Francis Turner (engineer)

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Francis Cutler Turner
Francis Cutler Turner.png
Administrator of the Federal Highway Administration
In office
1969 to 1972
Preceded by Lowell K. Bridwell
Succeeded by Norbert Theodore Tiemann
Personal details
Born (1908-12-28)December 28, 1908
Dallas, Texas
Died October 6, 1999(1999-10-06) (aged 90)
Goldsboro, North Carolina

Francis Cutler Turner (December 28, 1908 – October 6, 1999) was an American administrator, who headed the Federal Highway Administration (FHWA) from 1969 to 1972.[1][2]


He was born on December 28, 1908, in Dallas, Texas, and spent his childhood in Texas, including in Fort Worth.[3] He received his bachelor's degree in civil engineering from Texas A&M in 1929 and a graduate degree in civil engineering from there in 1940.[1][2]

Turner's career began in earnest with an assignment to oversee Federal-aid road projects in Arkansas. Afterwards, he was asked to work on the Alaska Highway, where he is credited with implementing the milepost system. Post WWII, he was asked to oversee repairs of the road system in the Philippines.[1][4]

Turner was appointed by President Eisenhower to be the Executive Secretary of the Clay Commission President's Advisory Committee on the National Highway Program in 1954.[1] He then worked as the deputy commissioner, chief engineer, and Federal Highway Administrator. As the British newspaper The Independent noted in Turner's 1999 obituary, Turner's resume can be read in the landscape: When the young area engineer began his career in Arkansas, "most American roads were dirt and gravel." As of 1999, America offered 42,000 miles of Interstate; these miles had been developed at a cost of $130 billion, much of that capital "personally superintended by Turner."[5]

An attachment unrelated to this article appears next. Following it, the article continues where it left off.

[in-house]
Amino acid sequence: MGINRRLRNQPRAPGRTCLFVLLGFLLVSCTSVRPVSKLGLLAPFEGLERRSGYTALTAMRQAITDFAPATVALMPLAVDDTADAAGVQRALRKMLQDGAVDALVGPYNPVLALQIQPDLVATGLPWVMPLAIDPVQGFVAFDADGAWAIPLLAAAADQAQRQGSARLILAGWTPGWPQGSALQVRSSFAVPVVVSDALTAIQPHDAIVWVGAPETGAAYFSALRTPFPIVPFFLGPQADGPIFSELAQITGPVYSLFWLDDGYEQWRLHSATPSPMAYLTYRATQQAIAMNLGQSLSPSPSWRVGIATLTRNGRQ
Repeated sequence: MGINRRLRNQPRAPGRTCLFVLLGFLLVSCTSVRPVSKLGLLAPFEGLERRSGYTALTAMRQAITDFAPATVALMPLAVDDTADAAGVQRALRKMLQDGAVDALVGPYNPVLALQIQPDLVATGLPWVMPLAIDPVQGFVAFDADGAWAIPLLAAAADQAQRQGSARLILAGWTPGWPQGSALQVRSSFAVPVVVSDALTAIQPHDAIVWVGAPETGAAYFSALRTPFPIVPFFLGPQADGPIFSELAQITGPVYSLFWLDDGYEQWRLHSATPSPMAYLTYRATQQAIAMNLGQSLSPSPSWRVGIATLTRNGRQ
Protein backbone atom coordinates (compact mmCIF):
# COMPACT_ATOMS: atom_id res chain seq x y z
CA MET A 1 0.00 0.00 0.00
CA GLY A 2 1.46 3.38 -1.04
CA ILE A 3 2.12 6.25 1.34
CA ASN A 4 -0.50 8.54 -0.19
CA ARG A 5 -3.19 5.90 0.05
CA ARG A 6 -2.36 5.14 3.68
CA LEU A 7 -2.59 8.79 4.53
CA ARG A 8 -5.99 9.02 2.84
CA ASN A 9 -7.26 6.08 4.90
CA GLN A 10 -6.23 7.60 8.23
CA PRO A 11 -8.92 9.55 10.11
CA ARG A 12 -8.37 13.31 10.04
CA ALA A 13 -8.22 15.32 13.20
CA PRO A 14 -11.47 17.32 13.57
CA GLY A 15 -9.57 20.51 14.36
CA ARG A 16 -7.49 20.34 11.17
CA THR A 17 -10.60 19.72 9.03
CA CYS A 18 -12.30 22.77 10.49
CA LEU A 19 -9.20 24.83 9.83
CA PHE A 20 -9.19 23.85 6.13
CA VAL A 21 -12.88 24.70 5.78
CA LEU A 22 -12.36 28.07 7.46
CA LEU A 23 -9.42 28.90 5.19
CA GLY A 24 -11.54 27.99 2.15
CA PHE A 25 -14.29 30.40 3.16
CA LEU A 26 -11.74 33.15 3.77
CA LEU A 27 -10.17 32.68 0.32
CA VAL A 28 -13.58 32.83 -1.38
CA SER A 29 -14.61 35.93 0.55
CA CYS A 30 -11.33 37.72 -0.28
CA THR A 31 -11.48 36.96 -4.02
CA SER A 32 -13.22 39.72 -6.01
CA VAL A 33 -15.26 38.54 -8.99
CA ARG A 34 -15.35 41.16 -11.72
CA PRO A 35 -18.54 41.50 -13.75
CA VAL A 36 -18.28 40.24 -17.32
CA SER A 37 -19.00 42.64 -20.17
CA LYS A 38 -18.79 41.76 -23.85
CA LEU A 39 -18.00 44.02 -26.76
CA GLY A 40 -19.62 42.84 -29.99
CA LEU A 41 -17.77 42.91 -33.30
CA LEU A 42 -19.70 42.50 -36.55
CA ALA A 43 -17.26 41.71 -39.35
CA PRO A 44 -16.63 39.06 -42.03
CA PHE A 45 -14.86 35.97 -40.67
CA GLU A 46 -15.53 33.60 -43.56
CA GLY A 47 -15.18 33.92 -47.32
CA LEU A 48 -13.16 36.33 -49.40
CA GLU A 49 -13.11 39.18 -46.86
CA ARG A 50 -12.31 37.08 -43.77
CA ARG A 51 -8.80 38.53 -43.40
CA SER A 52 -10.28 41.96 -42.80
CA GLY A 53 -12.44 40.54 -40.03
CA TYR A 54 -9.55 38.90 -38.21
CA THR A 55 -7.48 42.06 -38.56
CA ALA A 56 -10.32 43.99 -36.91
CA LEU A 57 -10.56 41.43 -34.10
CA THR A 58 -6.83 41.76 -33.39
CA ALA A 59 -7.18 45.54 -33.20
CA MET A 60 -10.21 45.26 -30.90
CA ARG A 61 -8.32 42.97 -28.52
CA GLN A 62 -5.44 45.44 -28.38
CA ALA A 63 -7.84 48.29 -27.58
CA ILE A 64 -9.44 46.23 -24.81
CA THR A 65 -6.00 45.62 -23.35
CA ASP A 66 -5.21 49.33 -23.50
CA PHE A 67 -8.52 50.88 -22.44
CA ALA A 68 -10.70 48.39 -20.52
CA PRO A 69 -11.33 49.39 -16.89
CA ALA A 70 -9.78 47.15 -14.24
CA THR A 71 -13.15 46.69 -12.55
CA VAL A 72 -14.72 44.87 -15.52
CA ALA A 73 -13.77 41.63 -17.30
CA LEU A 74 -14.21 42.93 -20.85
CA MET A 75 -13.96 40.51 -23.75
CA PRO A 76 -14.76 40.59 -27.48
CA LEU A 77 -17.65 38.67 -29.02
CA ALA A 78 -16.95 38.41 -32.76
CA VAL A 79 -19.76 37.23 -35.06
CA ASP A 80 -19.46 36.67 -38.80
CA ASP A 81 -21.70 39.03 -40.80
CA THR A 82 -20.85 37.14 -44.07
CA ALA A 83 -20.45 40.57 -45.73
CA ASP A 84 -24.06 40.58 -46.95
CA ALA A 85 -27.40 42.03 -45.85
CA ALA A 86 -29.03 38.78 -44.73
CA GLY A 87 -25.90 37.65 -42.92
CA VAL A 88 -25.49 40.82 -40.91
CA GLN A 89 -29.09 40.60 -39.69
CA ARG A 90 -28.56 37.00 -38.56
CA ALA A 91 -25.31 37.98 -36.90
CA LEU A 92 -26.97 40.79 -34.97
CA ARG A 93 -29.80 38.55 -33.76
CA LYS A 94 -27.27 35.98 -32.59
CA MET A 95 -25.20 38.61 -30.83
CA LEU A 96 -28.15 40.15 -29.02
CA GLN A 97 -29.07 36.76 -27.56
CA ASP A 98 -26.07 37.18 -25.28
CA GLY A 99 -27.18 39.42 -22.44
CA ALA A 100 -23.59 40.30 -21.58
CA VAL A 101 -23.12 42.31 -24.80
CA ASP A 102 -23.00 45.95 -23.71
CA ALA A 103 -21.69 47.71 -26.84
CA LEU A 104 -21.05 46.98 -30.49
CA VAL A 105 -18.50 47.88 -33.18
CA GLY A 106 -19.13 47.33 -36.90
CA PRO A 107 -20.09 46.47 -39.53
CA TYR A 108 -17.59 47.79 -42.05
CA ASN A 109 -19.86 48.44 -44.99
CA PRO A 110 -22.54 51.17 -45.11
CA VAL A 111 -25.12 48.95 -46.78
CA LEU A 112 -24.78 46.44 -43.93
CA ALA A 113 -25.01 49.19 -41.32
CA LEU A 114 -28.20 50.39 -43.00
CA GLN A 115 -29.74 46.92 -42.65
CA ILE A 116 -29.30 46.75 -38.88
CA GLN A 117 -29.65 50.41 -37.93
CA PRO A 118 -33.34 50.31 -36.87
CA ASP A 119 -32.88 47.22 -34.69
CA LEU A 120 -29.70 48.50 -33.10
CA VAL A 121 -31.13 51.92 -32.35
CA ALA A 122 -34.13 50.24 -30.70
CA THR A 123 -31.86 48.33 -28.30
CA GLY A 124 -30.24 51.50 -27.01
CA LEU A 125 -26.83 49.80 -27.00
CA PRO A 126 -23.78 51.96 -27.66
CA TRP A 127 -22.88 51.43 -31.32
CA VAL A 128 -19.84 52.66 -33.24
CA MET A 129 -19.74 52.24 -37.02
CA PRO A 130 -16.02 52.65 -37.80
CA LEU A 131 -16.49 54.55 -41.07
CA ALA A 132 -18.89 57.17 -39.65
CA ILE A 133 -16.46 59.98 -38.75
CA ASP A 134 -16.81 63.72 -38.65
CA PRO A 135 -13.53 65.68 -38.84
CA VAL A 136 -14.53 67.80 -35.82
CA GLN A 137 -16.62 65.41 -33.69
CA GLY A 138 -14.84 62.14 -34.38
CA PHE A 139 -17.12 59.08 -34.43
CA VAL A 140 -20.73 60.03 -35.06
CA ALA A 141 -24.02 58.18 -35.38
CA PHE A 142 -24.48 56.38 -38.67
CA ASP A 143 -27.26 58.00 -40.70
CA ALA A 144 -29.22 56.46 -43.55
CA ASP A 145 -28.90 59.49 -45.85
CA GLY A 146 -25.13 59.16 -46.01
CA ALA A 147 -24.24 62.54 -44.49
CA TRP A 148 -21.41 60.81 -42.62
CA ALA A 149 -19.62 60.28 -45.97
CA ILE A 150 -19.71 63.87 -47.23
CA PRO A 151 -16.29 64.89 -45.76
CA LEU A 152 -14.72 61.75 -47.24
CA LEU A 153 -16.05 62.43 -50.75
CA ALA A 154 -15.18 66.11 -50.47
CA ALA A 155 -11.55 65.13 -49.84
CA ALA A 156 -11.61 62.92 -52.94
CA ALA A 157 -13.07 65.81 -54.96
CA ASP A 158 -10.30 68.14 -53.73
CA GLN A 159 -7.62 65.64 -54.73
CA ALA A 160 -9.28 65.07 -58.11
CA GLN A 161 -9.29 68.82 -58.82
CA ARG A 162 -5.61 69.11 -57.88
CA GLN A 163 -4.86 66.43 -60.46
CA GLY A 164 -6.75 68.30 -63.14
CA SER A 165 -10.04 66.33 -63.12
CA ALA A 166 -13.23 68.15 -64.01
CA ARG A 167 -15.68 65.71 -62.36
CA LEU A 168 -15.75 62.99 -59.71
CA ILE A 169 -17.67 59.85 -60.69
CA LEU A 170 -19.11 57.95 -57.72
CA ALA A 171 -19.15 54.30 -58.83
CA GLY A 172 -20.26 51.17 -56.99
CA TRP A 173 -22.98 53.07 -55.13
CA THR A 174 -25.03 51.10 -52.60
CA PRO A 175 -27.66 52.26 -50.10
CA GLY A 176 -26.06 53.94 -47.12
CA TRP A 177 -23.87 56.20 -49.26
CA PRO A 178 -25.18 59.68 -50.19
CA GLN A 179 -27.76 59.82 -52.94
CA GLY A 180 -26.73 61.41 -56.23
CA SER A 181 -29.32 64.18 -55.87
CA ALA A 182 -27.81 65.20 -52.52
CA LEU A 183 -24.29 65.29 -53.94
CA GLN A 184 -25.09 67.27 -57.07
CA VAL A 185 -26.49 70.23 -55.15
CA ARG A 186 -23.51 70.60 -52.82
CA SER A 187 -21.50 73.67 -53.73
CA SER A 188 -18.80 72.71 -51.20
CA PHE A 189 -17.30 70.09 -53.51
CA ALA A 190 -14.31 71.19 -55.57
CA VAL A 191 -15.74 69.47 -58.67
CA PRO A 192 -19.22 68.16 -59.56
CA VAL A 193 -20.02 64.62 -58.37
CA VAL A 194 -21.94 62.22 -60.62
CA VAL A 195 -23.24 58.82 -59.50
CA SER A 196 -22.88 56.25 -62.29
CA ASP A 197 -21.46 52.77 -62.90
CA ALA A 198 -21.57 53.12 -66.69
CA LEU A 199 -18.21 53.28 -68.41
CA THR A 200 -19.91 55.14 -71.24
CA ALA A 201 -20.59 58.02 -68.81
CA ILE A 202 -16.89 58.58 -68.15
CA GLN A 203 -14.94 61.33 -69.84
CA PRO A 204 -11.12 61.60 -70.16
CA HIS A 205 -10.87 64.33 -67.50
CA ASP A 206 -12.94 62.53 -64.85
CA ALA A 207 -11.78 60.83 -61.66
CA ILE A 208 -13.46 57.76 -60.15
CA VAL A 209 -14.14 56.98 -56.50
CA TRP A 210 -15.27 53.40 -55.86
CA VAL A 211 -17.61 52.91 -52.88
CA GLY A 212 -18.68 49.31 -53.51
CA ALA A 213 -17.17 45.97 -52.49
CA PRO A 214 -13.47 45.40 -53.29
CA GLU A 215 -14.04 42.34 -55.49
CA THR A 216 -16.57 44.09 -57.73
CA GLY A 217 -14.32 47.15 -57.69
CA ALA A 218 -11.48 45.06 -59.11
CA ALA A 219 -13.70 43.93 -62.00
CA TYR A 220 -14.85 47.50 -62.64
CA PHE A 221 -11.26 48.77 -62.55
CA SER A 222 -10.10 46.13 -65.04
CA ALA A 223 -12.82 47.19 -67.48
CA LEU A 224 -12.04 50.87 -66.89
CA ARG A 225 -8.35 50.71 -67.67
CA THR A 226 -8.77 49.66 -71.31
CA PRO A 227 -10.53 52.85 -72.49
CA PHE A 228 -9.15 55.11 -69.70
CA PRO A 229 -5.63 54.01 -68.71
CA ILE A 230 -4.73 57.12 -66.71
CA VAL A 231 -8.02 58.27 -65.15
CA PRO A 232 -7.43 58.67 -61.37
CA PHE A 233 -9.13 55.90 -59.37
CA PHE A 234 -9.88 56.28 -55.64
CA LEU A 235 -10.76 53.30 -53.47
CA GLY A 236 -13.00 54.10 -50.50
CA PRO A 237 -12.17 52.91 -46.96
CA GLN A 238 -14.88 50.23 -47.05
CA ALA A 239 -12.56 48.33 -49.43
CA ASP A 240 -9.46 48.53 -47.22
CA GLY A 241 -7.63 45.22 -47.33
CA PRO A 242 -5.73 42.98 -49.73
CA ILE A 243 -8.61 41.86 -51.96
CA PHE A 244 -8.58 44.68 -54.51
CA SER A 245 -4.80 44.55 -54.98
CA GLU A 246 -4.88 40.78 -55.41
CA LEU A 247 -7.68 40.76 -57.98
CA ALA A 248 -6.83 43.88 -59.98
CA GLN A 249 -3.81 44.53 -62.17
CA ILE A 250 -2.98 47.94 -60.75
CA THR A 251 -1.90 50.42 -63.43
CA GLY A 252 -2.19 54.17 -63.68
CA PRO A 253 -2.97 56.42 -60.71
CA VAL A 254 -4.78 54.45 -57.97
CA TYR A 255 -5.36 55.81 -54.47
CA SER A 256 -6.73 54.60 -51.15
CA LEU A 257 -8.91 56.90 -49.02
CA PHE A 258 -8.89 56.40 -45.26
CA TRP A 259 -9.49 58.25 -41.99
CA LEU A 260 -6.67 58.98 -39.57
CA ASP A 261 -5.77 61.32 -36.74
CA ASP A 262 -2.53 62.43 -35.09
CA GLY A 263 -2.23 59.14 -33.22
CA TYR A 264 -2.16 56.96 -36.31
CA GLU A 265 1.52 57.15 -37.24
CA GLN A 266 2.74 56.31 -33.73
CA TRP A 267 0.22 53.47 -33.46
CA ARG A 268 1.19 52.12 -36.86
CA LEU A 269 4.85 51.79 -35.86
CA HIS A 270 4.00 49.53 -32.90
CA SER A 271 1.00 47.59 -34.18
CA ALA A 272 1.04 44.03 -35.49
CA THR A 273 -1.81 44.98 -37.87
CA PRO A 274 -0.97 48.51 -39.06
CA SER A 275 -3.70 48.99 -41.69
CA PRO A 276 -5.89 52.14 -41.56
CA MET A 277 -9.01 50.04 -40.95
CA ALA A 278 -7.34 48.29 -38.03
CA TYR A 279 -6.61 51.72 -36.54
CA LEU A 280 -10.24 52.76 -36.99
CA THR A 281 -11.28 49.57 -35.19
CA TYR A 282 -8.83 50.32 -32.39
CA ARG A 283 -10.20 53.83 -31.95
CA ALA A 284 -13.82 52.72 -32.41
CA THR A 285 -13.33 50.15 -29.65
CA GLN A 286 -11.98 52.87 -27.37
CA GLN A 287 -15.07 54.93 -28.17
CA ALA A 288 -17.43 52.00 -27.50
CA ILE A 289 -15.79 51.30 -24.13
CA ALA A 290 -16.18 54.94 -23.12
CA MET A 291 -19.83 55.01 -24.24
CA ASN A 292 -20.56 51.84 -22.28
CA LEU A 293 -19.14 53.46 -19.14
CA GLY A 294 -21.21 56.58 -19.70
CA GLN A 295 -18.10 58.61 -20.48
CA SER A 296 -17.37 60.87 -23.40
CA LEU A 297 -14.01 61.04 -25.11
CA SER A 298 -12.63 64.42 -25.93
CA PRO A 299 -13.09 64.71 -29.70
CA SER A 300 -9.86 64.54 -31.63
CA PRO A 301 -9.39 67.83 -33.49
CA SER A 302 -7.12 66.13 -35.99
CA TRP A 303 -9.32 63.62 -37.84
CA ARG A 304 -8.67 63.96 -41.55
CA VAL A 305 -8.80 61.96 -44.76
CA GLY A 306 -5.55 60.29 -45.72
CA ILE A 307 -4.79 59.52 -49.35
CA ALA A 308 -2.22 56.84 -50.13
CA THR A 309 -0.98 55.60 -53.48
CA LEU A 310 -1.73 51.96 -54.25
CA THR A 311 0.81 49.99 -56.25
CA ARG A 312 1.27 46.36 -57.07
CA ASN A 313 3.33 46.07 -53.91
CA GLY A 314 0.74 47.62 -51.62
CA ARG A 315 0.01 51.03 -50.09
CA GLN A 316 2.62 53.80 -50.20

He died on October 6, 1999, at the age 90, at a hospice in Goldsboro, North Carolina.[2]


In 1983, the Fairbank Highway Research Station in McLean, Virginia, named for Herbert S. Fairbank, an official at FHWA's predecessor Bureau of Public Roads, was renamed the Turner-Fairbank Highway Research Center in honor of Turner.[6]


  1. ^ a b c d America's Highways, 1776-1976: A History of the Federal-Aid Program. U.S. Department of Transportation, Federal Highway Administration. 1977. pp. 191–193. LCCN 77603043. 
  2. ^ a b c Nick Ravo (October 6, 1999). "Francis C. Turner, 90, Dies. Shaped the Interstate System". New York Times. Retrieved 2012-09-24. Francis C. Turner, often called the chief engineer of the Interstate System of highways that redrew the map of America, died on Saturday at a hospice in Goldsboro, N.C. He was 90. Mr. Turner was the only person to rise through the ranks to head the Federal Highway Administration; he worked 43 years there and at its predecessor, the Bureau of Roads. 
  3. ^ Fuquay, Jim (2000-01-03). "Fuquay, Aleshire, Bowen & Co.". Fort Worth Star-Telegram. 
  4. ^ Swift, Earl (2011). The Big Roads: The Untold Story of the Engineers, Visionaries, and Trailblazers Who Created the American Superhighways. Houghton Mifflin Harcourt. pp. 172–174. ISBN 0618812415. 
  5. ^ Cornwell, Rupert (1999-10-07). "Francis Turner". The Independent. Retrieved 2008-03-21. [dead link]
  6. ^ Federal Highway Administration (February 2009). "Welcome to the Turner-Fairbank Highway Research Center (brochure, FHWA-HRT-08-066)". Retrieved 2013-01-14.